Thursday, November 02, 2006

The Sweet Days Die


Maybe I'm a Philistine.
You'd think - since I seriously entertain a belief about a neo-medieval surge and urge in today's fiction - that I would delight in William Morris's poetry.
Morris was associated with the artistic cabal called the Pre-Raphaelites whose paintings I particularly admire. The attached image is Rosssetti's La Pia de Tolommei, and the model is Morris's wife Jane - who was also Rossetti's lover.
Have been reading what used to be archly described as "a slim volume" containing some of Morris's shorter pieces; and, by and large, I think they're crap. Vague and vapid crap at that.
I don't see any of the editor's announcements of "rich in colour and detail, lyrical and dramatic, full of the passion and romance of an earlier chivalric time..."
I see an over use of oratorical personnifications, top-heavy generalizations, and an emotional "depth" I achieved in my teens.
Of course, as the editor loftily point out, Morris may not be appreciated by any of us idle lot not "steeped in the chivalric tradition of Malory and Froissart."
Well, he is decidedly derivative at times.
Nevertheless, now and then, among the "doths", "twixes," and "o'er sweets," a line of verse reaches out and grabs my imagination, like the one which is the title of this post.

27 comments:

Erik Ivan James said...

"The Sweet Days Die."

Carla said...

I confess to never having read any of Morris's poetry, though I do love his textile designs - in fact, I'm embroidering a cushion based on one of his designs as a wedding present for a friend (and hope to get it finished before she gets divorced...).
I have something of the same sort of feeling towards Tennyson's Idylls of the King, which strikees me as a bit cloying, sentimental and moralistic in places. Some of the individual lines sing to me, but I don't warm to the piece as a whole. Wonder if some aspects of high-Victorian taste don't translate all that well into the modern world? What do you think?

December Quinn said...

I don't think I've ever read any of his work (she admits, embarrassed).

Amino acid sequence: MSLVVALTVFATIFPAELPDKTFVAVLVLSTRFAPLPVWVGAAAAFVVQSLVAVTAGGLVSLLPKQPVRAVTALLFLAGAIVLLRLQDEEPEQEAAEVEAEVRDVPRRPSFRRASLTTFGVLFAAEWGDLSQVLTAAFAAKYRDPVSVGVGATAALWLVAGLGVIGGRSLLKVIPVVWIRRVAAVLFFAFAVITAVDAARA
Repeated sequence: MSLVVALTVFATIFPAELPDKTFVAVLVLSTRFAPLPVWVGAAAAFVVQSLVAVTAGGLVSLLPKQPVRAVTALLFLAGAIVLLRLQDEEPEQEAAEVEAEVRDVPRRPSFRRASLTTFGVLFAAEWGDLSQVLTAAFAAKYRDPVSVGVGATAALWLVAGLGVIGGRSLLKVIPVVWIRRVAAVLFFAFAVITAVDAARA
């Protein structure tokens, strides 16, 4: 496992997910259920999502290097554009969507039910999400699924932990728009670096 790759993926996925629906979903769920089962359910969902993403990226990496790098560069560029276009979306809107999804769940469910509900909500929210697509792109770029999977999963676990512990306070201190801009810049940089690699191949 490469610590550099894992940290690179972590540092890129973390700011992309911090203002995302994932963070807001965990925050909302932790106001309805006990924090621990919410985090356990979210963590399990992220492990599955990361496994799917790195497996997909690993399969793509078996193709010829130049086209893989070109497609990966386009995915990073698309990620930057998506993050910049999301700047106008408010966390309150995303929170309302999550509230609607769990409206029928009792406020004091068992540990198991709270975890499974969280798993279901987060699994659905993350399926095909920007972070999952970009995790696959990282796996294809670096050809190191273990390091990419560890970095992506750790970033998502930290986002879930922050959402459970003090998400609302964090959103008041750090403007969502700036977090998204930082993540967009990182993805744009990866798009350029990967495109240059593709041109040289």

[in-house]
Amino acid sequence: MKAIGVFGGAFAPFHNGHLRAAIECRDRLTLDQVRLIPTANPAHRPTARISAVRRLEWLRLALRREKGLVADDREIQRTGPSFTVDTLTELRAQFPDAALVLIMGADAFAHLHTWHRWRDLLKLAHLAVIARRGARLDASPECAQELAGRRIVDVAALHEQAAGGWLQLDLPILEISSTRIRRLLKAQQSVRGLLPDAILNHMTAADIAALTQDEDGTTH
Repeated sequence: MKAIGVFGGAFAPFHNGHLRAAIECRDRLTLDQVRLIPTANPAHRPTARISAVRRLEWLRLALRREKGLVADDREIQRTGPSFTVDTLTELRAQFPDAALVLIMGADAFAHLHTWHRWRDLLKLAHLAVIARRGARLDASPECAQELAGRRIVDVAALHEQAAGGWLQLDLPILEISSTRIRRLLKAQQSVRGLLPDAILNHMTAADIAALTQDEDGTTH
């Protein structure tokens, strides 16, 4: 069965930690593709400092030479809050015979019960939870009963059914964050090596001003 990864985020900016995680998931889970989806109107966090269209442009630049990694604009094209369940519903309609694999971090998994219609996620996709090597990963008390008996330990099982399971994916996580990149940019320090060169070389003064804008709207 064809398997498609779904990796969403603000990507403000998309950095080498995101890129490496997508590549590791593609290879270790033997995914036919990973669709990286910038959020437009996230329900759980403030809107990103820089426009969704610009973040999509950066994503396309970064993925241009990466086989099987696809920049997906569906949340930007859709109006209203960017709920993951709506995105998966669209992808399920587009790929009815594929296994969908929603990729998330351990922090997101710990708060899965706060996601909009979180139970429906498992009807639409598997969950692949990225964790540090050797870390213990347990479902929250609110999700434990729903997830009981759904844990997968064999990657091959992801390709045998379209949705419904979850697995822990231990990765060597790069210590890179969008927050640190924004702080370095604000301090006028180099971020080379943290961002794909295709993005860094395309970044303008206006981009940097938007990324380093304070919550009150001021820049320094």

I do love it when editors of books take care to point out to the reader that if they don't like the work, it's because they're not smart enough. :rolleyes

M.E Ellis said...

Sorry I'm late but welcome back to blogland!

:o)

Bernita said...

A fin de siecle tone surely, Erik.

He certainly was multi-talented, Carla - the textiles, wallpapers, furniture, calligraphy...
Max Beerbohm is quoted as saying "Of course he was a wonderful all-round man, but the act of walking around him always tired me."
I agree. I find him quite Victorian, especially in his emphasis on hidden decay and death.
Today we are inclined to view that as smugly morbid and without vitality.

No reason to be the slightest bit embarrassed, December. When I think of all the writers I haven't read...
To be fair, I think this editor was merely trying to establish the context of changing tastes. She does say that one of his long pieces, "The Earthly Paradise," contains "a certain monotony."
Oddly enough, his first collection, "The Defence of Guenevere," which aroused little excitement when it was published, is more admired today than his other long narrative poems.

Bernita said...

Thank you, Michelle, who is damn near smothered under a pile of plots, edits and ironing!

kmfrontain said...

"You make the sound of bringing heaven down."

by Justin Furstenfeld from Blue October

Modern poetry from song lyrics: that's about as close to poetry as I usually want to get. ^.~

Ric said...

argh - more poetry to read?
I still haven't worked through the Rod McKuen I got in college

Bernita said...

As far as I'm concerned, Karen, song lyrics are poetry - no matter the separation some English teachers persist in making.

I'm not suggesting you read him, Ric,...in fact, I'd advise against it.
Miss Snark, however, does suggest reading poetry is one of the ways to prevent/recover from burn out/blocks, etc.
I've certainly found it so when inspiration/imagination stutters.